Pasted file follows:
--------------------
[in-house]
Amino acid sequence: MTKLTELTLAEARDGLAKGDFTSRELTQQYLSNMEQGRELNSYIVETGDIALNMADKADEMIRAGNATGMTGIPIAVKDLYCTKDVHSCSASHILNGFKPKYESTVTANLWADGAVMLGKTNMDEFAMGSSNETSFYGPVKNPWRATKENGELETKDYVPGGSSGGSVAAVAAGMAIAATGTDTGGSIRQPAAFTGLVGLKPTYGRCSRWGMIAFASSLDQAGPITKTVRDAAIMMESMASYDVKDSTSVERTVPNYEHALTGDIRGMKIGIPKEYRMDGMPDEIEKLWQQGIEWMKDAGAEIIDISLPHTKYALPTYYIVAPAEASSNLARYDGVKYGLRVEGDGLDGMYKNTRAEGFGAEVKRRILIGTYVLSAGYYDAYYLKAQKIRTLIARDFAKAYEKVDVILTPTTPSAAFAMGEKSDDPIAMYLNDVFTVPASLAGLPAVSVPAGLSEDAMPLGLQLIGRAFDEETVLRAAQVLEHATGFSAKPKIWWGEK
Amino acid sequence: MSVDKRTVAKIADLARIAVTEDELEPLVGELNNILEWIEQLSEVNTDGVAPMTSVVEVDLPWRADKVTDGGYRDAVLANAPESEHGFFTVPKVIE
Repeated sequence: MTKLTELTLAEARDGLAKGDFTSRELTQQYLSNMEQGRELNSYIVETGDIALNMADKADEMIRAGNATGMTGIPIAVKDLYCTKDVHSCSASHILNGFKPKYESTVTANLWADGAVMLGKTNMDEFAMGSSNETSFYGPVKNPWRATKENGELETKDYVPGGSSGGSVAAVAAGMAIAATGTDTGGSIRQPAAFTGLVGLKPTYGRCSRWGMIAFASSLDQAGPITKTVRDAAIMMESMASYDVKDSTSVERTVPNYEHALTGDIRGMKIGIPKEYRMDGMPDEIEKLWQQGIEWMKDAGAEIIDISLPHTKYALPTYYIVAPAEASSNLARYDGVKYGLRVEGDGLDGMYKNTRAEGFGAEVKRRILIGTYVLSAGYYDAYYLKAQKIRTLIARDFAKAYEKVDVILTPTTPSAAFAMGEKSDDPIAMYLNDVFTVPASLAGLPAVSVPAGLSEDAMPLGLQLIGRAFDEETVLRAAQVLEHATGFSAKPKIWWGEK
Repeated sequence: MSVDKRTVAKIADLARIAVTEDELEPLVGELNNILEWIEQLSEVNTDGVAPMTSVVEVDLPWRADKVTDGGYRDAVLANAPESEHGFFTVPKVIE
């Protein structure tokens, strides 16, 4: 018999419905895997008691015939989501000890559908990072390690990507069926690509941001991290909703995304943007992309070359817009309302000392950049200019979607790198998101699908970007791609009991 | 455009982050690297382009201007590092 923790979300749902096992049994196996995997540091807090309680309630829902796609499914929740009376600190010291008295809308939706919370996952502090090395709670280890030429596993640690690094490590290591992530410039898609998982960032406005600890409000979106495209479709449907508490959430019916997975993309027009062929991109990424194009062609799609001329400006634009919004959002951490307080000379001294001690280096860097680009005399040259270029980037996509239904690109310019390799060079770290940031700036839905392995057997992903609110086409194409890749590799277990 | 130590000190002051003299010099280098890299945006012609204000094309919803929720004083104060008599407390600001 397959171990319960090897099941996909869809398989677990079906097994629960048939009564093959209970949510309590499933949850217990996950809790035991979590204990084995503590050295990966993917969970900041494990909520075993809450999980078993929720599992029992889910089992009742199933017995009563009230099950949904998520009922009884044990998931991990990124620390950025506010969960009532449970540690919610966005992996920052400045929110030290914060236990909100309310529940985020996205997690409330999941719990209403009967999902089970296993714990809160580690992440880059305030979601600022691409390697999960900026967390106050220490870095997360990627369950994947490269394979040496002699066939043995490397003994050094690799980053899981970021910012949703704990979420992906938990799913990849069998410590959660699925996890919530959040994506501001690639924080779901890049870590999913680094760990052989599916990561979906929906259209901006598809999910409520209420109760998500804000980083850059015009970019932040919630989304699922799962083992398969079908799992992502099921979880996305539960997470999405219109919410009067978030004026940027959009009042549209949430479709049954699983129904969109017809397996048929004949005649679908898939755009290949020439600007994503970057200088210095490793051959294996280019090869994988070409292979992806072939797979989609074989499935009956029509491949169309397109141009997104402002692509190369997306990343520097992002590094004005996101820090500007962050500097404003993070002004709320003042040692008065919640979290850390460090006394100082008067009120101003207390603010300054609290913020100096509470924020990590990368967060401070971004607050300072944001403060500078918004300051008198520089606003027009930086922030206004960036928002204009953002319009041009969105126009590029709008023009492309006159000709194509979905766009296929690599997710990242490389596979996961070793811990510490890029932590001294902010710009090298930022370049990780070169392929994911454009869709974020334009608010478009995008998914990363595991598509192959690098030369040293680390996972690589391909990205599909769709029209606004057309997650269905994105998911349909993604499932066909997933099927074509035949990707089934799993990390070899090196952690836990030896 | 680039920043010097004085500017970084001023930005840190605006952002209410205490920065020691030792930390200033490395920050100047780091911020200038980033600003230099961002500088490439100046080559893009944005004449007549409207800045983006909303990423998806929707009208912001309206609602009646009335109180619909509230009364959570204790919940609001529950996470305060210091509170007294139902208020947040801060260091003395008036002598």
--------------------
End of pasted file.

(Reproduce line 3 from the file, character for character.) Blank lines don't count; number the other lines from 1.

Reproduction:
Amino acid sequence: MSVDKRTVAKIADLARIAVTEDELEPLVGELNNILEWIEQLSEVNTDGVAPMTSVVEVDLPWRADKVTDGGYRDAVLANAPESEHGFFTVPKVIE